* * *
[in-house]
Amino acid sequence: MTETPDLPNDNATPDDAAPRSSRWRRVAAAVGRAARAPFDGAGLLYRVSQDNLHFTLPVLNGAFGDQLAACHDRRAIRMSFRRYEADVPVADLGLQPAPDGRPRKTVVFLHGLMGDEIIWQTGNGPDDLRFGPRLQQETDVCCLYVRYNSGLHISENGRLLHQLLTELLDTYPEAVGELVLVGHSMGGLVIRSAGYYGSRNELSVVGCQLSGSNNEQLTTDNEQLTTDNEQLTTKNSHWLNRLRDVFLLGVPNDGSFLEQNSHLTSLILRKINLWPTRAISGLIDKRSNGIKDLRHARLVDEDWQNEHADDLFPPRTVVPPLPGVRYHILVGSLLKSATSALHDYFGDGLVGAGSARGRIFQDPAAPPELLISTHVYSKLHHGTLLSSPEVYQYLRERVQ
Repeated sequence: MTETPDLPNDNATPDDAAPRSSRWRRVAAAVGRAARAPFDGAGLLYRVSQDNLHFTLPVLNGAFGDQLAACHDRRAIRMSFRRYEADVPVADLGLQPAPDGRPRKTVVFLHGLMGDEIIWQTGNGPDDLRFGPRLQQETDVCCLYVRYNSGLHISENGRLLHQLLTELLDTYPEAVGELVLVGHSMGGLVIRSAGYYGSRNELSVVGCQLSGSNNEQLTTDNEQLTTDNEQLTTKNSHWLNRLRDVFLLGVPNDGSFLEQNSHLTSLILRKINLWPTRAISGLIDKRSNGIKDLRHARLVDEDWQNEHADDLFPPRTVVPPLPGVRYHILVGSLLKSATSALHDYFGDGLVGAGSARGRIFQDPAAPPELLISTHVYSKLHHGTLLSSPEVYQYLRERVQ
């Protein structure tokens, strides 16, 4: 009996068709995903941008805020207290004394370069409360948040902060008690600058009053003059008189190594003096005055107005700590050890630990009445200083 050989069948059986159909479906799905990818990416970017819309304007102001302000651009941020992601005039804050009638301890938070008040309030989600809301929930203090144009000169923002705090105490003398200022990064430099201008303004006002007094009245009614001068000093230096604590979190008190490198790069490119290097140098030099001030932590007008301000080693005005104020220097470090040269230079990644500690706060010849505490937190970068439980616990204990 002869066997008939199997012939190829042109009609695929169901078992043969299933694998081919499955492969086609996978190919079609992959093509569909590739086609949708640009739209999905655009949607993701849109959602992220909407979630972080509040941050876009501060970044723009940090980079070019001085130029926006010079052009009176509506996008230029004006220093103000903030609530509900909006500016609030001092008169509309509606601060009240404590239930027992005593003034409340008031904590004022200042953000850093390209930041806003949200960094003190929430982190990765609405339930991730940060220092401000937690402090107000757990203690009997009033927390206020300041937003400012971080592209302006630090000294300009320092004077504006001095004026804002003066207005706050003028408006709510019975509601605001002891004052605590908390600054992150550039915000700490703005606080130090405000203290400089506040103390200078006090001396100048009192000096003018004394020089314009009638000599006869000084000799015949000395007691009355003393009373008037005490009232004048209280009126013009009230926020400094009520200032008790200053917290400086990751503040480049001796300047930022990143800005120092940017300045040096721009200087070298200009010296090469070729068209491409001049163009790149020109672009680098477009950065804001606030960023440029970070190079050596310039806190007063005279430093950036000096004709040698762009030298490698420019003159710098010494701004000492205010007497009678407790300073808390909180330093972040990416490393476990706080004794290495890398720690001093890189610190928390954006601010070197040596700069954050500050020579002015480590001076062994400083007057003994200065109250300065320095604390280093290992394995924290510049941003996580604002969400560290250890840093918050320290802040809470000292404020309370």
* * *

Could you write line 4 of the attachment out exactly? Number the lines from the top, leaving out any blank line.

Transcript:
């Protein structure tokens, strides 16, 4: 009996068709995903941008805020207290004394370069409360948040902060008690600058009053003059008189190594003096005055107005700590050890630990009445200083 050989069948059986159909479906799905990818990416970017819309304007102001302000651009941020992601005039804050009638301890938070008040309030989600809301929930203090144009000169923002705090105490003398200022990064430099201008303004006002007094009245009614001068000093230096604590979190008190490198790069490119290097140098030099001030932590007008301000080693005005104020220097470090040269230079990644500690706060010849505490937190970068439980616990204990 002869066997008939199997012939190829042109009609695929169901078992043969299933694998081919499955492969086609996978190919079609992959093509569909590739086609949708640009739209999905655009949607993701849109959602992220909407979630972080509040941050876009501060970044723009940090980079070019001085130029926006010079052009009176509506996008230029004006220093103000903030609530509900909006500016609030001092008169509309509606601060009240404590239930027992005593003034409340008031904590004022200042953000850093390209930041806003949200960094003190929430982190990765609405339930991730940060220092401000937690402090107000757990203690009997009033927390206020300041937003400012971080592209302006630090000294300009320092004077504006001095004026804002003066207005706050003028408006709510019975509601605001002891004052605590908390600054992150550039915000700490703005606080130090405000203290400089506040103390200078006090001396100048009192000096003018004394020089314009009638000599006869000084000799015949000395007691009355003393009373008037005490009232004048209280009126013009009230926020400094009520200032008790200053917290400086990751503040480049001796300047930022990143800005120092940017300045040096721009200087070298200009010296090469070729068209491409001049163009790149020109672009680098477009950065804001606030960023440029970070190079050596310039806190007063005279430093950036000096004709040698762009030298490698420019003159710098010494701004000492205010007497009678407790300073808390909180330093972040990416490393476990706080004794290495890398720690001093890189610190928390954006601010070197040596700069954050500050020579002015480590001076062994400083007057003994200065109250300065320095604390280093290992394995924290510049941003996580604002969400560290250890840093918050320290802040809470000292404020309370």